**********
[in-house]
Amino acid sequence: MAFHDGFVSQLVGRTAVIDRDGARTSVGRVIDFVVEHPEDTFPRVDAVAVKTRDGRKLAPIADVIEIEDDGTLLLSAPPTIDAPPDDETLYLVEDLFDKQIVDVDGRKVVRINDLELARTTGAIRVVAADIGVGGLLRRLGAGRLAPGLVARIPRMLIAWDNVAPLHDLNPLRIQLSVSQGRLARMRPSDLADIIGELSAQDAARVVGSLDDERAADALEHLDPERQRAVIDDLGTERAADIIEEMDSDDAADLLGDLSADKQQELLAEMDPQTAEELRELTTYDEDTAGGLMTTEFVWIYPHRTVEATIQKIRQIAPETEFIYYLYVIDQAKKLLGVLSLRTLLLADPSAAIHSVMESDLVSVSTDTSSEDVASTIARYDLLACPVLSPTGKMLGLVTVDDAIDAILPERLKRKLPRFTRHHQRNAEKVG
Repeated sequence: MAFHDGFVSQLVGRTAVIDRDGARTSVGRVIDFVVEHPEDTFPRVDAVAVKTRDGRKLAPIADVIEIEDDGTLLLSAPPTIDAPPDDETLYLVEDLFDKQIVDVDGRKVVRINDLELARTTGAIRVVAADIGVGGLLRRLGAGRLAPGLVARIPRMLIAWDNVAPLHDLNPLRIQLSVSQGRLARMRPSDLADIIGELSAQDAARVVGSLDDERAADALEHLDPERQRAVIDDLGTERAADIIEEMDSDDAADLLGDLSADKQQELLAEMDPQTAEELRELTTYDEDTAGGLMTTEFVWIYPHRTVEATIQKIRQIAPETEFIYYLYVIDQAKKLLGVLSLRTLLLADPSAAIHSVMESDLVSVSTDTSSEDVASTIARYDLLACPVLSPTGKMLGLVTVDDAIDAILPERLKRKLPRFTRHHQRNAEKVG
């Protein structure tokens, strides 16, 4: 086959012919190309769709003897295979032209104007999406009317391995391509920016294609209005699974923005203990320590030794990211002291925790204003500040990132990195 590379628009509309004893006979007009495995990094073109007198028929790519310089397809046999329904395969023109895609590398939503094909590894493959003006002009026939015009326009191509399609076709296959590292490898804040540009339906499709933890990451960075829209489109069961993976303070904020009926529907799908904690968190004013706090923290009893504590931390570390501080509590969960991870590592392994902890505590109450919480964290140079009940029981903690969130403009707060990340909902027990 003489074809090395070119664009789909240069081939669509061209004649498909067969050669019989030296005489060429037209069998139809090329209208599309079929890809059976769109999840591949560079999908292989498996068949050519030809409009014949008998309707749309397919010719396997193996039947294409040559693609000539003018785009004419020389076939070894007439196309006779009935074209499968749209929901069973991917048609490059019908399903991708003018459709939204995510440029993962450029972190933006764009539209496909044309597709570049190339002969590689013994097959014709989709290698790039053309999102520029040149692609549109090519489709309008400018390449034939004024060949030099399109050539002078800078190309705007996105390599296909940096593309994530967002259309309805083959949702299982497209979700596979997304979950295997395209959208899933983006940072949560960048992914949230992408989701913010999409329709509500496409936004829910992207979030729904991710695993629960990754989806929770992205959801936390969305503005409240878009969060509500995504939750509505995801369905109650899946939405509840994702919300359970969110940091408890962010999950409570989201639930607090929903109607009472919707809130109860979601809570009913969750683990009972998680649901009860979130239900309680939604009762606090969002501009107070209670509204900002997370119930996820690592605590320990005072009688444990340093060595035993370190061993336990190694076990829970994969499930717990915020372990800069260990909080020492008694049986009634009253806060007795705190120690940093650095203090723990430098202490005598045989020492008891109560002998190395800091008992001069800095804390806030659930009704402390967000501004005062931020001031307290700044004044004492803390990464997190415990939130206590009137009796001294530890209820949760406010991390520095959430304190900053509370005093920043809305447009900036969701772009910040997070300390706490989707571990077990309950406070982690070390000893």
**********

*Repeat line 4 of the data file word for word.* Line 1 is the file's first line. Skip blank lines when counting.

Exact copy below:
């Protein structure tokens, strides 16, 4: 086959012919190309769709003897295979032209104007999406009317391995391509920016294609209005699974923005203990320590030794990211002291925790204003500040990132990195 590379628009509309004893006979007009495995990094073109007198028929790519310089397809046999329904395969023109895609590398939503094909590894493959003006002009026939015009326009191509399609076709296959590292490898804040540009339906499709933890990451960075829209489109069961993976303070904020009926529907799908904690968190004013706090923290009893504590931390570390501080509590969960991870590592392994902890505590109450919480964290140079009940029981903690969130403009707060990340909902027990 003489074809090395070119664009789909240069081939669509061209004649498909067969050669019989030296005489060429037209069998139809090329209208599309079929890809059976769109999840591949560079999908292989498996068949050519030809409009014949008998309707749309397919010719396997193996039947294409040559693609000539003018785009004419020389076939070894007439196309006779009935074209499968749209929901069973991917048609490059019908399903991708003018459709939204995510440029993962450029972190933006764009539209496909044309597709570049190339002969590689013994097959014709989709290698790039053309999102520029040149692609549109090519489709309008400018390449034939004024060949030099399109050539002078800078190309705007996105390599296909940096593309994530967002259309309805083959949702299982497209979700596979997304979950295997395209959208899933983006940072949560960048992914949230992408989701913010999409329709509500496409936004829910992207979030729904991710695993629960990754989806929770992205959801936390969305503005409240878009969060509500995504939750509505995801369905109650899946939405509840994702919300359970969110940091408890962010999950409570989201639930607090929903109607009472919707809130109860979601809570009913969750683990009972998680649901009860979130239900309680939604009762606090969002501009107070209670509204900002997370119930996820690592605590320990005072009688444990340093060595035993370190061993336990190694076990829970994969499930717990915020372990800069260990909080020492008694049986009634009253806060007795705190120690940093650095203090723990430098202490005598045989020492008891109560002998190395800091008992001069800095804390806030659930009704402390967000501004005062931020001031307290700044004044004492803390990464997190415990939130206590009137009796001294530890209820949760406010991390520095959430304190900053509370005093920043809305447009900036969701772009910040997070300390706490989707571990077990309950406070982690070390000893």